Christy O’Donnell believes she should have the right to die via euthanasia, but currently, California law does not support assisted suicide. Legislation called the “End of Life Option Act,” or Senate Bill 128, would give O’Donnell the right to die, but the bill is currently idling in the California senate.
In a related report by the Inquisitr, Christy O’Donnell suffers from stage IV lung cancer and, despite intense rounds of chemotherapy, the cancer has moved to her brain, spine, ribs, and liver. Doctors have given Christy an estimated six months to live, and now she is afraid of what the end of her life will be in a hospital.
“I spend an inordinate amount of time being afraid of the pain that I’m going to endure,” O’Donnell said.
“All of that time that my mind spends thinking about that, I am not living. If I get to a hospital, they’ll very painfully put a tube in. They’ll drain the fluid from my lung, only to patch me up, send me home and wait until the next time my lung fills up with fluid. And then I’ll continue to repeat the process of drowning painfully until I die.”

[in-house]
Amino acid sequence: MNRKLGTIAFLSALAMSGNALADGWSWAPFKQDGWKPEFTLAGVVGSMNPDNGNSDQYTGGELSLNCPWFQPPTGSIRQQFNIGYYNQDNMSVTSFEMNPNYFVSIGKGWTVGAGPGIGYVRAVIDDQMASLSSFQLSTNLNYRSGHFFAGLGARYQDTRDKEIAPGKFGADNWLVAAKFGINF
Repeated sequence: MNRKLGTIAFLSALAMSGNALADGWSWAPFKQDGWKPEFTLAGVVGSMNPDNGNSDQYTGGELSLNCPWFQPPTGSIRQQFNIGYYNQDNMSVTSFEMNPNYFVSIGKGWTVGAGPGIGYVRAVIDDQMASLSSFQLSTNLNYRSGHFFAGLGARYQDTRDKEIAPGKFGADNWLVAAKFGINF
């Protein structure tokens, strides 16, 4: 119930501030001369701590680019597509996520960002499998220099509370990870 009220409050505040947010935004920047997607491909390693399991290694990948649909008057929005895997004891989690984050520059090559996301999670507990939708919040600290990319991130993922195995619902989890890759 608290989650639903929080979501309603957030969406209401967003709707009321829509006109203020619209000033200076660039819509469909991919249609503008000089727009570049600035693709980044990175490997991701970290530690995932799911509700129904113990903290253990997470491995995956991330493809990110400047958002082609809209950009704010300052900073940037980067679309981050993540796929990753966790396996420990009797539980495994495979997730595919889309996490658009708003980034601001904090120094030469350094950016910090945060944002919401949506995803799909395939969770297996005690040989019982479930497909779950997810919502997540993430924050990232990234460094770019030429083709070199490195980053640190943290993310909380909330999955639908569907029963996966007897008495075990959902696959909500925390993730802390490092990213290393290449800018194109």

The reason Christy O’Donnell is making her belief public is because she is hoping to raise support for California’s “End of Life Option Act.” Only four states, including Oregon, Washington, Montana, and Vermont currently have assisted suicide laws, and SB128 gives patients the option to the time and manner of their death.
The law is modeled after the Oregon version, but it also includes stipulations that try to ensure that terminal patients are not being coerced by family or economic pressures. According to the Desert Sun, these conditions must be met over the course of at least 15 days prior to administering euthanasia.
- A six-month terminal illness diagnosis from two physicians.
- A mental competency clearance from two physicians.
- The ability to self-administer medication.
Even though Christy O’Donnell is trying to bring attention to SB128, a coalition called Californians Against Assisted Suicide has expressed its opposition for quite a while.
“We will advocate quite aggressively against this legislation… Once suicide becomes an option, it is just another form of treatment and the cheapest option,” said Tim Rosales, spokesman for the group, according to Mercury News.
According to CBS, Molly Weedn, a spokeswoman for the California Medical Association, says her group will maintain its “opposition to physician assisted suicide because it is fundamentally incompatible with the physician’s role as a healer.”
The arguments of Christy O’Donnell also face an uphill battle, because attempts to pass California euthanasia laws has failed in 2005 and 2006 over objections from religious and medical groups.
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[Image via People]